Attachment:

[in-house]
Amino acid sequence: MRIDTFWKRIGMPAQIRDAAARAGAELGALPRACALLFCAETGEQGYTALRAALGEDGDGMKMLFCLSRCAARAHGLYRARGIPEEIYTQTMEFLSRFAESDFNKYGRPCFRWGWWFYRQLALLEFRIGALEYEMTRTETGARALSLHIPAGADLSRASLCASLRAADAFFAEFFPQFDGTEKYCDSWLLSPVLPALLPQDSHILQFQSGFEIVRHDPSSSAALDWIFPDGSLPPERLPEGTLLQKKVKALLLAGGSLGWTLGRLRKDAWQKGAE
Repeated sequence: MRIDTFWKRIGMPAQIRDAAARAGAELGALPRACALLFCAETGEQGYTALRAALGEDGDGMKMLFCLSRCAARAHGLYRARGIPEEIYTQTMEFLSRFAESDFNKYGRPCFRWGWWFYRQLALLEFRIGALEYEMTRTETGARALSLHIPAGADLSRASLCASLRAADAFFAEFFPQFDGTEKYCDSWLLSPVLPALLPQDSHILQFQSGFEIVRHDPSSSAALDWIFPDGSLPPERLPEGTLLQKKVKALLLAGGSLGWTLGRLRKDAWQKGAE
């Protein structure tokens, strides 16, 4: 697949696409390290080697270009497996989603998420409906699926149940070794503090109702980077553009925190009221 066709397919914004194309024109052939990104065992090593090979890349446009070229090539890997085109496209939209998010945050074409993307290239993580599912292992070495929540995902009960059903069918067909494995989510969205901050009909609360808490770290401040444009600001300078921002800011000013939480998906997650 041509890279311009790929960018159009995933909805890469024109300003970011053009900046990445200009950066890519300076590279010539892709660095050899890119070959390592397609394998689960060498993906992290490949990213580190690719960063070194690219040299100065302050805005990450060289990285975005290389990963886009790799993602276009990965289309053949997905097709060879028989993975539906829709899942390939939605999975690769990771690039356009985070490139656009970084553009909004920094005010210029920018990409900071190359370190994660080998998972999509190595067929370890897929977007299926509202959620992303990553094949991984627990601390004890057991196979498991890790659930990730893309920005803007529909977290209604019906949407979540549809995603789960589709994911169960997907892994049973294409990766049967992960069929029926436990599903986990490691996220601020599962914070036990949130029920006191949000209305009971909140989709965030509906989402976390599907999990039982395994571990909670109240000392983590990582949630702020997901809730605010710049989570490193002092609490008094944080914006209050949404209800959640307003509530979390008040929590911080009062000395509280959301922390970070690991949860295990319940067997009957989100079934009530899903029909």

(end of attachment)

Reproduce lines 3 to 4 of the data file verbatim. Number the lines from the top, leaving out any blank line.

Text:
Repeated sequence: MRIDTFWKRIGMPAQIRDAAARAGAELGALPRACALLFCAETGEQGYTALRAALGEDGDGMKMLFCLSRCAARAHGLYRARGIPEEIYTQTMEFLSRFAESDFNKYGRPCFRWGWWFYRQLALLEFRIGALEYEMTRTETGARALSLHIPAGADLSRASLCASLRAADAFFAEFFPQFDGTEKYCDSWLLSPVLPALLPQDSHILQFQSGFEIVRHDPSSSAALDWIFPDGSLPPERLPEGTLLQKKVKALLLAGGSLGWTLGRLRKDAWQKGAE
């Protein structure tokens, strides 16, 4: 697949696409390290080697270009497996989603998420409906699926149940070794503090109702980077553009925190009221 066709397919914004194309024109052939990104065992090593090979890349446009070229090539890997085109496209939209998010945050074409993307290239993580599912292992070495929540995902009960059903069918067909494995989510969205901050009909609360808490770290401040444009600001300078921002800011000013939480998906997650 041509890279311009790929960018159009995933909805890469024109300003970011053009900046990445200009950066890519300076590279010539892709660095050899890119070959390592397609394998689960060498993906992290490949990213580190690719960063070194690219040299100065302050805005990450060289990285975005290389990963886009790799993602276009990965289309053949997905097709060879028989993975539906829709899942390939939605999975690769990771690039356009985070490139656009970084553009909004920094005010210029920018990409900071190359370190994660080998998972999509190595067929370890897929977007299926509202959620992303990553094949991984627990601390004890057991196979498991890790659930990730893309920005803007529909977290209604019906949407979540549809995603789960589709994911169960997907892994049973294409990766049967992960069929029926436990599903986990490691996220601020599962914070036990949130029920006191949000209305009971909140989709965030509906989402976390599907999990039982395994571990909670109240000392983590990582949630702020997901809730605010710049989570490193002092609490008094944080914006209050949404209800959640307003509530979390008040929590911080009062000395509280959301922390970070690991949860295990319940067997009957989100079934009530899903029909």